The funding will support a 2-year project to develop new, more flexible techniques of sintering and manufacturing YAG-based (Yttrium aluminium oxide) ceramic gain materials for high energy, high repetition rate lasers. These new techniques can potentially lead to vastly improved laser performance and make high energy lasers like DiPOLE more suited for day-to-day use and commercialisation for a wide range of sectors, including industry (processing of materials), medicine (high-resolution imaging and novel therapies) and for clean energy production (fusion power plants)
(Stefania at in the DiPOLE lab at the CLF)
Stefania found out about the grant scheme when researchers at the CNR Institute of Science and Technology for Ceramics (ISTEC) in Italy reached out to her. She jumped at the chance to collaborate with them on this exciting project.
“We saw this as an opportunity to support our ambition to optimise the design and performance of gain materials for high energy, high repetition lasers, such as the DiPOLE lasers developed here at the CLF," Stefania remarked.
“When I found out we had been awarded the grant, I was of course very glad for the funding to carry out this project and honoured to receive the endorsement from a prestigious institution such as the Royal Society."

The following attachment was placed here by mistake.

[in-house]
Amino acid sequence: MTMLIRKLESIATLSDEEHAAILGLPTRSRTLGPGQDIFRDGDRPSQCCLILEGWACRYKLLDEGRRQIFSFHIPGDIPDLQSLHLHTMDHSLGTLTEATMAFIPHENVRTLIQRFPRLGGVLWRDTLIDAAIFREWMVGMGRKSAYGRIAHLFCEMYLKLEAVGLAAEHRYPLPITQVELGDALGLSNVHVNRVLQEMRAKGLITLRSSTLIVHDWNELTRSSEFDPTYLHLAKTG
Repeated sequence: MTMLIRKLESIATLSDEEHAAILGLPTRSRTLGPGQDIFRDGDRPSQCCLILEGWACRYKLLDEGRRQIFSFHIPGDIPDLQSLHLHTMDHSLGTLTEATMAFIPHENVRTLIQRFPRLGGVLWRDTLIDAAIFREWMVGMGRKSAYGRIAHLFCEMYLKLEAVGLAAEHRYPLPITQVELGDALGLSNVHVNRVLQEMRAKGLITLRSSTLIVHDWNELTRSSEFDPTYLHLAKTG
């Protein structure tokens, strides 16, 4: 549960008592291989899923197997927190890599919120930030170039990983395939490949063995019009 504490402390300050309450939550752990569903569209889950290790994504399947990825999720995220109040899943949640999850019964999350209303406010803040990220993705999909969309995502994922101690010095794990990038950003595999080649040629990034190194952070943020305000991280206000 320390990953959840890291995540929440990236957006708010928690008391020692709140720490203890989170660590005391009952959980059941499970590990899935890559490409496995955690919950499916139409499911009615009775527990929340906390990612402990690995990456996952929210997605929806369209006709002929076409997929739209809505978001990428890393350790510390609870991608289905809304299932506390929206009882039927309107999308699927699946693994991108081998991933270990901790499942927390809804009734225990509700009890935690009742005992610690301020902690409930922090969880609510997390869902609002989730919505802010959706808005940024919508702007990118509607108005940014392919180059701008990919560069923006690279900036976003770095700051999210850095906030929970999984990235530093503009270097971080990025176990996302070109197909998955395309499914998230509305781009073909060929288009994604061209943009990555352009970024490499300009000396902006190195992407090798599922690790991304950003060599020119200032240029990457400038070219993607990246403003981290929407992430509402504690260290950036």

Laura Esposito from CNR ISTEC, said, “This project is a great opportunity to validate materials that can drastically improve the performances of high power lasers. I am really thankful to the Royal Society that made possible this collaboration."
This project will allow to better understand and harness the opportunities offered by novel gain material manufacturing techniques. It will also allow Stefania to continue her research on laser gain materials, supported between 2018 and 2021 by the Royal Commission for the Exhibition of 1851 and now by the Royal Society.
“I am starting to think that the word “Royal" brings me luck!" Stefania jokes. “I am also very much looking forward to visiting the labs at ISTEC."
Not only is Stefania embarking on this project, but she also has a series of major projects lined up at the CLF over the next 2 years.
“I will be working on the development and commissioning of next generation DiPOLE lasers operating at 100 Hz – a factor of ten increase in repetition rate compared to previous systems."
She is leading the development of two DiPOLE 10J, 100 Hz lasers, one for the HiLASE Centre in the Czech Republic as part of the Horizon 2020 Widespread project, and one for the CLF.
With her career taking off, I asked Stefania what she does to unwind.
“I enjoy going for long walks in the countryside, reading and playing the guitar. I am looking forward to the end of this Covid crisis, when it will be again easier to travel overseas!"
Read about Stefania's other acheivements here:
Mariastefania De Vido Wins MacFarlane Prize 2020
Member of CALTA team wins AILU prize 2019
Mariastefania De Vido awarded £80k fellowship by the Royal Commission